Why Does Cannabis Turn Purple [Myths and Facts]

Ever wondered why weed turns purple? We separate the myths from the facts

There is no doubt that purple weed looks impressive. Many purple strains have become world-famous due to their unusual color and potent mind-altering effects. But does being a different color really mean that a particular strain will be stronger or have more medicinal benefits than others?

In this article we will help you to separate the myths from the facts, exploring why weed turns purple and what that means for cannabis lovers around the world.

Why Does Weed Turn Purple?

Some strains of marijuana turn purple due to a high content of chemicals called anthocyanins in their leaves.

Anthocyanins are naturally occurring pigments found in many plants. They are the chemicals that make blueberries blue, blackberries black, and red grapes red. They are also found in some strains of cannabis and account for the variety of colors that can be seen in buds from different plants.

Anthocyanins do not just make weed purple. They can turn it a variety of colors, including reddish, gold, dark green, blue, or black. The color of cannabis all depends on the genetics of the plant itself and how it is grown.

Most of the time, weed looks green. This is because of another pigment called chlorophyll which helps plants to make energy from sunlight through the process of photosynthesis. Under normal circumstances, chlorophyll is dominant, meaning that marijuana leaves appear green rather than purple. However, in certain conditions this can change and the anthocyanins become more visible than before.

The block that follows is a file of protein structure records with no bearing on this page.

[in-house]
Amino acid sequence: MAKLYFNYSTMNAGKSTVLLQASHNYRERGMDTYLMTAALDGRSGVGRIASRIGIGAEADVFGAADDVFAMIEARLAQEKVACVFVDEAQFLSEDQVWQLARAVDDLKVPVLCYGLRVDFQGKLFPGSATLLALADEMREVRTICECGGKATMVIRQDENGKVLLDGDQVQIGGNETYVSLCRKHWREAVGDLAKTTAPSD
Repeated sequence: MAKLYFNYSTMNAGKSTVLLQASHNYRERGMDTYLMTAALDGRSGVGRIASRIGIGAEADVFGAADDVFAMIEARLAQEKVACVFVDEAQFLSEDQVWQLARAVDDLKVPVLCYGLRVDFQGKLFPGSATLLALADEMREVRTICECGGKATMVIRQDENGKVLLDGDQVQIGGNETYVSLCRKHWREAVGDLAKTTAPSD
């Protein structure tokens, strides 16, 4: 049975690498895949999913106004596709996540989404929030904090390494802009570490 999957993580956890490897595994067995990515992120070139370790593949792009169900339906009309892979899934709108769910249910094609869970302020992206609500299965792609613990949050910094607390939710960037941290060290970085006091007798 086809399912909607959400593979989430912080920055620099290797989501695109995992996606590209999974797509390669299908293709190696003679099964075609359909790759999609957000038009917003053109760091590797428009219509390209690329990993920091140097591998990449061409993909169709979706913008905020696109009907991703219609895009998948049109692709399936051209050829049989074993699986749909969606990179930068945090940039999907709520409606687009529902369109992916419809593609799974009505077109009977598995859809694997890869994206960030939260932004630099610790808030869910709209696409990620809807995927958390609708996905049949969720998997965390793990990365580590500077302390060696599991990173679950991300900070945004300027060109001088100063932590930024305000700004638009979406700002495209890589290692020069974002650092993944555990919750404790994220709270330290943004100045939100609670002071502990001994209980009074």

Just as trees change the color of their leaves in fall, cannabis leaves can change color as the plant reaches maturity. If you imagine a cannabis plant growing in nature, this would also happen in fall as the temperature decreases and the nights become longer. Cold temperatures cause chlorophyll to break down, and this is what allows the other glorious colors to shine through.

What are Anthocyanins?

Anthocyanins are a group of over 600 compounds which belong to the class of flavonoids. Flavonoids are a type of plant chemical which is commonly found in fruit, vegetables, cereals, teas, and nuts. They are also abundant in cannabis plants along with two other types of compound – cannabinoids and terpenes.

As well as giving plants their vibrant colors, anthocyanins are also thought to have certain health benefits, although the evidence for this is limited. Since anthocyanins are usually consumed as part of your diet, they are almost always found in combination with a myriad of other compounds, making their precise effects unclear.

However, flavonoids, including anthocyanins, have been reported to have anti-inflammatory and antioxidant effects. They could potentially provide a wealth of benefits, including protecting the heart and liver, improving vision, and preventing obesity, diabetes, and even some forms of cancer.